If you’re following along with our series of posts on the venture capital fundraising process, the next step in the process is the negotiation of deal terms.
The process by which negotiations happen is determined by several factors, including how badly the company needs the money, how many term sheets have been received and what other alternatives are available. If there is more than one term sheet, you can play hard ball—with the caveat that you still will need to work with the investors after the transaction is closed. There is a fine line between negotiating hard and being antagonistic. Keeping things respectful is important. This is an area where having a banker help lead the negotiation can preserve the relationship with the investors while still pushing hard for the best possible deal.
A company that already has money in the bank is obviously better positioned in a negotiation than a company without money. Companies that are raising money to increase their war chests for acquisitions, product expansion or to prepare for an M&A event have more leverage than companies that need the money to survive.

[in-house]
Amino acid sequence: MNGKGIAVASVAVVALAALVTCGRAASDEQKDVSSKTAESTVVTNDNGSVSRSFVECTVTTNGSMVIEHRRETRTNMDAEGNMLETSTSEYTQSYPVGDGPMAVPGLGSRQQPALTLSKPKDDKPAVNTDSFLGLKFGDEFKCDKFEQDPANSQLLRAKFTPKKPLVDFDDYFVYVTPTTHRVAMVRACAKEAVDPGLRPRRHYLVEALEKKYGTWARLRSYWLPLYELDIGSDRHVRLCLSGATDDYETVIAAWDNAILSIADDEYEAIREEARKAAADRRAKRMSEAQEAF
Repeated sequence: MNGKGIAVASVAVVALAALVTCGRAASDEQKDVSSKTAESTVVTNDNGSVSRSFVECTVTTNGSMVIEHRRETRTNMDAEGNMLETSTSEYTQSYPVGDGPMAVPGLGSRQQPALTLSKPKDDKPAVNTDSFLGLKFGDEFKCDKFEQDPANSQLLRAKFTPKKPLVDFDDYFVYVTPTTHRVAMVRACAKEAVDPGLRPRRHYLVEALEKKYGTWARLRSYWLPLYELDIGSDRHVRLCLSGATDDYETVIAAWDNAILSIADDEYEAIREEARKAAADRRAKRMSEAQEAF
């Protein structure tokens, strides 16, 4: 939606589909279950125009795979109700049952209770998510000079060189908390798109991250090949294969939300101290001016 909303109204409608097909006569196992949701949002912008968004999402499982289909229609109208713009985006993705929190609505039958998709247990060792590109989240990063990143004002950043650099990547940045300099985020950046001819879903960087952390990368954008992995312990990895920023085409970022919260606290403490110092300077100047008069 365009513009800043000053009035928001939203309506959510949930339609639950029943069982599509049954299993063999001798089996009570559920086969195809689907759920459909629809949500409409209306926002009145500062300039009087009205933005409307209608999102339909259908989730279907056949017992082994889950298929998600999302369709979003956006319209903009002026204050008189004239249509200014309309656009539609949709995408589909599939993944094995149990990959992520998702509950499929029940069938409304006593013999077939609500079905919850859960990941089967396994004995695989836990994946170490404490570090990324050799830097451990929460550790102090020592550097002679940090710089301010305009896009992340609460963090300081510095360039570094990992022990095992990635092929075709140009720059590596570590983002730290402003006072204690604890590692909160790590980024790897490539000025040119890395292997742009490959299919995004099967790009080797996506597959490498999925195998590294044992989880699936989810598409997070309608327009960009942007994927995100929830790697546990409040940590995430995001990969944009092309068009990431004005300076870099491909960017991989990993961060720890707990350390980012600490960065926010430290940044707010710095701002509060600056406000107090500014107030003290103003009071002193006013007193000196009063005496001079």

Often companies will need more money than one VC can provide either in the present round or at least later in the development cycle. It’s essential to build an investor syndicate to make sure there is enough money around the table when the time inevitably comes to raise more capital. Not having enough money from current investors for future, larger rounds can be a major mistake. It can also prove the downfall of otherwise successful companies.
Finding other VCs that the lead investor and CEO can work with is important and a collaborative process. By this point, presumably all economics for the transaction have been agreed upon and the signed term sheet can be “shopped” to fill out the round.
Attorneys should be involved in the term sheet negotiation but not around business issues, unless they have a particular perspective. The company must decide on these items.
Syndicates are often constructed by the lead investor, not the company. That being said, companies can veto investors that they do not believe they can successful work with.